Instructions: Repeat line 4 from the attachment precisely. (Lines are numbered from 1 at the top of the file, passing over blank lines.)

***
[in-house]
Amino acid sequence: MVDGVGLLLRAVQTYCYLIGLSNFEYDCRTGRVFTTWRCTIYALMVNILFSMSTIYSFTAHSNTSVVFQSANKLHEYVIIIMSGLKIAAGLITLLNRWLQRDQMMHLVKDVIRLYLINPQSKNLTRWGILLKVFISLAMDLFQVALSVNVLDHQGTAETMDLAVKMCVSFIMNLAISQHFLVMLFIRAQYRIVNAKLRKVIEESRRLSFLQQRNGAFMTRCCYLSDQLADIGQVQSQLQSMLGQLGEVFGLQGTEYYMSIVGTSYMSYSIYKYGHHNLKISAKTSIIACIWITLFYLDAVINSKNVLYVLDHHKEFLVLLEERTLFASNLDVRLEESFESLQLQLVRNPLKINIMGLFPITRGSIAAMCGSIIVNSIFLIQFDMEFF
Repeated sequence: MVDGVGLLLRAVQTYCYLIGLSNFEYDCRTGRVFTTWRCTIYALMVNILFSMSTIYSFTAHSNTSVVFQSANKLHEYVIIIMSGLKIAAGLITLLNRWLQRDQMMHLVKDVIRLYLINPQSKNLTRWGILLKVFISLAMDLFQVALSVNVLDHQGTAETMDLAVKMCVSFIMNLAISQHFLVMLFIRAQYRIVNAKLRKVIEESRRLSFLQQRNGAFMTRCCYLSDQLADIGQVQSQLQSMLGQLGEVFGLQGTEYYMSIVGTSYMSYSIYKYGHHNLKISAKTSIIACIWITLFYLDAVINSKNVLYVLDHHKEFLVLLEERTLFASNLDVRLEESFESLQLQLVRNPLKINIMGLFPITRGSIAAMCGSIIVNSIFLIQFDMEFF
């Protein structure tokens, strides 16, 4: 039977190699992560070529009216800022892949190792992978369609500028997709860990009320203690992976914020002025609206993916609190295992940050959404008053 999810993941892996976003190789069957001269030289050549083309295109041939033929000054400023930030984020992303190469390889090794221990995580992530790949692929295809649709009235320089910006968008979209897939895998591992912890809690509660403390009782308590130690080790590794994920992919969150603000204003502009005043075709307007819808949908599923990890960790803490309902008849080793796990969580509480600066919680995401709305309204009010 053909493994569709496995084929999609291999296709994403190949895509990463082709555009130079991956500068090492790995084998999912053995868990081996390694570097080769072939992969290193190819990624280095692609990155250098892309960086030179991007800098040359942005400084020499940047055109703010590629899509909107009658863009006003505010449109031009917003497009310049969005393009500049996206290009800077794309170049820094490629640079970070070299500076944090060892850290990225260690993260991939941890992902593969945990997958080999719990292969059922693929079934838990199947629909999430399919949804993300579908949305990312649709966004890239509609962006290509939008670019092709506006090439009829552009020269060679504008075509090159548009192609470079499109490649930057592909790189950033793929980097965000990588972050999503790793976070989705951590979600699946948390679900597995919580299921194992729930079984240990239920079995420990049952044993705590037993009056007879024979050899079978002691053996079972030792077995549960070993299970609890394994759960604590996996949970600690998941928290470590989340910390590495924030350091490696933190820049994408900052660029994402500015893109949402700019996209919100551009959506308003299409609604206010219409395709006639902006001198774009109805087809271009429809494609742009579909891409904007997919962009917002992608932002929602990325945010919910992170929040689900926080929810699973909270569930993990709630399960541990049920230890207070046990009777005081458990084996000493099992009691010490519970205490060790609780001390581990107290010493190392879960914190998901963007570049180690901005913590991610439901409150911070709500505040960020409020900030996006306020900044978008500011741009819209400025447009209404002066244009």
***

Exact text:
């Protein structure tokens, strides 16, 4: 039977190699992560070529009216800022892949190792992978369609500028997709860990009320203690992976914020002025609206993916609190295992940050959404008053 999810993941892996976003190789069957001269030289050549083309295109041939033929000054400023930030984020992303190469390889090794221990995580992530790949692929295809649709009235320089910006968008979209897939895998591992912890809690509660403390009782308590130690080790590794994920992919969150603000204003502009005043075709307007819808949908599923990890960790803490309902008849080793796990969580509480600066919680995401709305309204009010 053909493994569709496995084929999609291999296709994403190949895509990463082709555009130079991956500068090492790995084998999912053995868990081996390694570097080769072939992969290193190819990624280095692609990155250098892309960086030179991007800098040359942005400084020499940047055109703010590629899509909107009658863009006003505010449109031009917003497009310049969005393009500049996206290009800077794309170049820094490629640079970070070299500076944090060892850290990225260690993260991939941890992902593969945990997958080999719990292969059922693929079934838990199947629909999430399919949804993300579908949305990312649709966004890239509609962006290509939008670019092709506006090439009829552009020269060679504008075509090159548009192609470079499109490649930057592909790189950033793929980097965000990588972050999503790793976070989705951590979600699946948390679900597995919580299921194992729930079984240990239920079995420990049952044993705590037993009056007879024979050899079978002691053996079972030792077995549960070993299970609890394994759960604590996996949970600690998941928290470590989340910390590495924030350091490696933190820049994408900052660029994402500015893109949402700019996209919100551009959506308003299409609604206010219409395709006639902006001198774009109805087809271009429809494609742009579909891409904007997919962009917002992608932002929602990325945010919910992170929040689900926080929810699973909270569930993990709630399960541990049920230890207070046990009777005081458990084996000493099992009691010490519970205490060790609780001390581990107290010493190392879960914190998901963007570049180690901005913590991610439901409150911070709500505040960020409020900030996006306020900044978008500011741009819209400025447009209404002066244009």